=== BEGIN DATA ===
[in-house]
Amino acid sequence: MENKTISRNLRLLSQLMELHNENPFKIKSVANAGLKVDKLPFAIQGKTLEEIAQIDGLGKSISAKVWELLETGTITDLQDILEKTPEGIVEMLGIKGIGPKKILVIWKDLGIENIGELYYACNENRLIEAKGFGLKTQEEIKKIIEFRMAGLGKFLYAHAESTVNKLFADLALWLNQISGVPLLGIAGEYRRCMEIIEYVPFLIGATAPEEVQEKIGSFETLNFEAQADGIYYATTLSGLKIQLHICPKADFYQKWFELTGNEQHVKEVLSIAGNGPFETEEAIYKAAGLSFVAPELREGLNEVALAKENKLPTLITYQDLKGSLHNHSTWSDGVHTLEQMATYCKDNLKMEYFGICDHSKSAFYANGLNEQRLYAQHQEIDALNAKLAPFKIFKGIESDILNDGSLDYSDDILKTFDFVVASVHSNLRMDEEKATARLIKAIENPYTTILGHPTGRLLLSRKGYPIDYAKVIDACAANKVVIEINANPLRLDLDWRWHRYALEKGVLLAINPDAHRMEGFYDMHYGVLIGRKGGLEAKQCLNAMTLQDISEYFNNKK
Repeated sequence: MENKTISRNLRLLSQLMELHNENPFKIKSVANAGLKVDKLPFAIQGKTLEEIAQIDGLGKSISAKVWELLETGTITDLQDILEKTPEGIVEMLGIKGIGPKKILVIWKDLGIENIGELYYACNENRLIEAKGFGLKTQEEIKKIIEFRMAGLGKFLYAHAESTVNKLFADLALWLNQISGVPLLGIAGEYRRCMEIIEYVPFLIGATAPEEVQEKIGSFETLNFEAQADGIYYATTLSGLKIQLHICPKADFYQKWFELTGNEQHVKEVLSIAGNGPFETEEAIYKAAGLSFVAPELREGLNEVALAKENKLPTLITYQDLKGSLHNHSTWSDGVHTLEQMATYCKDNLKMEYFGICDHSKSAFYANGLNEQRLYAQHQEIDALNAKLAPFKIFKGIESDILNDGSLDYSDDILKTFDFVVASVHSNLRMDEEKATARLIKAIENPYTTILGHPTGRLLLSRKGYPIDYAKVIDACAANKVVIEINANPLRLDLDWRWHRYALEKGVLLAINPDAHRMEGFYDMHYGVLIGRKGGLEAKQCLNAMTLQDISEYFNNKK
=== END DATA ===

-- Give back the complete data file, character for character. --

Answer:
[in-house]
Amino acid sequence: MENKTISRNLRLLSQLMELHNENPFKIKSVANAGLKVDKLPFAIQGKTLEEIAQIDGLGKSISAKVWELLETGTITDLQDILEKTPEGIVEMLGIKGIGPKKILVIWKDLGIENIGELYYACNENRLIEAKGFGLKTQEEIKKIIEFRMAGLGKFLYAHAESTVNKLFADLALWLNQISGVPLLGIAGEYRRCMEIIEYVPFLIGATAPEEVQEKIGSFETLNFEAQADGIYYATTLSGLKIQLHICPKADFYQKWFELTGNEQHVKEVLSIAGNGPFETEEAIYKAAGLSFVAPELREGLNEVALAKENKLPTLITYQDLKGSLHNHSTWSDGVHTLEQMATYCKDNLKMEYFGICDHSKSAFYANGLNEQRLYAQHQEIDALNAKLAPFKIFKGIESDILNDGSLDYSDDILKTFDFVVASVHSNLRMDEEKATARLIKAIENPYTTILGHPTGRLLLSRKGYPIDYAKVIDACAANKVVIEINANPLRLDLDWRWHRYALEKGVLLAINPDAHRMEGFYDMHYGVLIGRKGGLEAKQCLNAMTLQDISEYFNNKK
Repeated sequence: MENKTISRNLRLLSQLMELHNENPFKIKSVANAGLKVDKLPFAIQGKTLEEIAQIDGLGKSISAKVWELLETGTITDLQDILEKTPEGIVEMLGIKGIGPKKILVIWKDLGIENIGELYYACNENRLIEAKGFGLKTQEEIKKIIEFRMAGLGKFLYAHAESTVNKLFADLALWLNQISGVPLLGIAGEYRRCMEIIEYVPFLIGATAPEEVQEKIGSFETLNFEAQADGIYYATTLSGLKIQLHICPKADFYQKWFELTGNEQHVKEVLSIAGNGPFETEEAIYKAAGLSFVAPELREGLNEVALAKENKLPTLITYQDLKGSLHNHSTWSDGVHTLEQMATYCKDNLKMEYFGICDHSKSAFYANGLNEQRLYAQHQEIDALNAKLAPFKIFKGIESDILNDGSLDYSDDILKTFDFVVASVHSNLRMDEEKATARLIKAIENPYTTILGHPTGRLLLSRKGYPIDYAKVIDACAANKVVIEINANPLRLDLDWRWHRYALEKGVLLAINPDAHRMEGFYDMHYGVLIGRKGGLEAKQCLNAMTLQDISEYFNNKK